How do I prevent configuration conflicts when I create or update my Amazon EKS managed add-ons?

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I want to prevent configuration conflicts when I create or update my Amazon Elastic Kubernetes Service (Amazon EKS) managed add-ons.

Short description

When you create or update Amazon EKS managed add-ons, you might receive the following error:

{
"code": "ConfigurationConflict",
"message": "Conflicts found when trying to apply. Will not continue due to resolve conflicts mode. Conflicts: <conflicting fields>"
}

Amazon EKS advanced configuration for managed add-ons lets you override existing add-on configurations. To override custom configurations, use the parameter resolve-conflicts OVERWRITE.

To manage the configurations through an Amazon EKS service endpoint, use the Amazon EKS CreateAddon or UpdateAddon APIs. Then, pass the configurationValues parameter to apply and manage add-on custom configurations. This method prevents configuration conflicts.

The following add-ons and options are commonly used Amazon EKS advanced configurations:

  • Amazon Virtual Private Cloud (Amazon VPC) CNI
  • Amazon Elastic Block Store (Amazon EBS) CSI driver
  • CoreDNS
  • Tolerations

Resolution

Note: If you receive errors when you run AWS Command Line Interface (AWS CLI) commands, then see Troubleshoot AWS CLI errors. Also, make sure that you're using the most recent AWS CLI version.

Amazon VPC CNI

The managed Amazon VPC CNI add-on lets you set values for the WARM_PREFIX_TARGET, WARM_IP_TARGET, and MINIMUM_IP_TARGET parameters. These parameters control the amount of provisioned warm up IP addresses by each worker node. You must set these parameters to prevent private IP address exhaustion.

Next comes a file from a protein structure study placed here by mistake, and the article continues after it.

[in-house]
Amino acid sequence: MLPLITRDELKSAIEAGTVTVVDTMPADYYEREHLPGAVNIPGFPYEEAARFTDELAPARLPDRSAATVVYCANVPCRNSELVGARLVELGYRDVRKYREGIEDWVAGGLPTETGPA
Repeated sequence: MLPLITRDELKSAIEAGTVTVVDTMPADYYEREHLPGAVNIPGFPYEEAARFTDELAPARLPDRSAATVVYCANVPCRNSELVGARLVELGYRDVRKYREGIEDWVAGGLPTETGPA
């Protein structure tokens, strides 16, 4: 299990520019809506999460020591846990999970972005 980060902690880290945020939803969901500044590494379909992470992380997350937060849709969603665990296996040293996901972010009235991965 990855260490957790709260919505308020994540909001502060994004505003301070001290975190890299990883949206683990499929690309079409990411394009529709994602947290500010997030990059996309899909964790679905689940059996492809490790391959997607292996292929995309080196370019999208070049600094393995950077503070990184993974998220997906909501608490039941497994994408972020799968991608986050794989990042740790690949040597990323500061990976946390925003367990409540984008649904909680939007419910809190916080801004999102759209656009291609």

To update the managed Amazon VPC CNI add-on parameter values during the add-on installation or update, complete the following steps:

Note: In the following commands replace all example-values with your values.

1.    Write your configurations to a JSON file:

$ cat <<EOF > example-json-file
{
    "env": {
        "MINIMUM_IP_TARGET": "example-value",
        "WARM_ENI_TARGET": "example-value",
        "WARM_IP_TARGET": "example-value"
      }
}
EOF

2.    Use one of the following methods to apply the file:

  • Open the Amazon EKS console. From the cluster console dashboard, choose the Add-ons tab, select the VPC CNI add-on, choose Edit, and then choose Optional configuration settings. Paste the contents of your JSON file in the Configuration Values field.
  • If you're installing the add-on for the first time, then run the create-addon command:
$ aws eks create-addon --addon-name vpc-cni ---cluster-name <example-cluster-name> --resolve-conflicts OVERWRITE --configuration-values file:///example-json-file
  • If you're updating an existing add-on, then run the update-addon command:
$ aws eks update-addon --addon-name vpc-cni ---cluster-name <example-cluster-name> --resolve-conflicts OVERWRITE --configuration-values file:///example-json-file

3.    Confirm that the configurations updated:

$ kubectl get pods -n kube-system <example-aws-node-pod-ID> -o jsonpath='{.spec.containers[*].env}'

Amazon EBS CSI driver

The Amazon EBS CSI driver add-on manages Amazon EBS volume attachments to pods. This add-on lets you control the limit of volumes that are attached to worker nodes. To update the volume limit, you must update arguments that pass to the ebs-plugin container and the volume-attach-limit parameter with your value.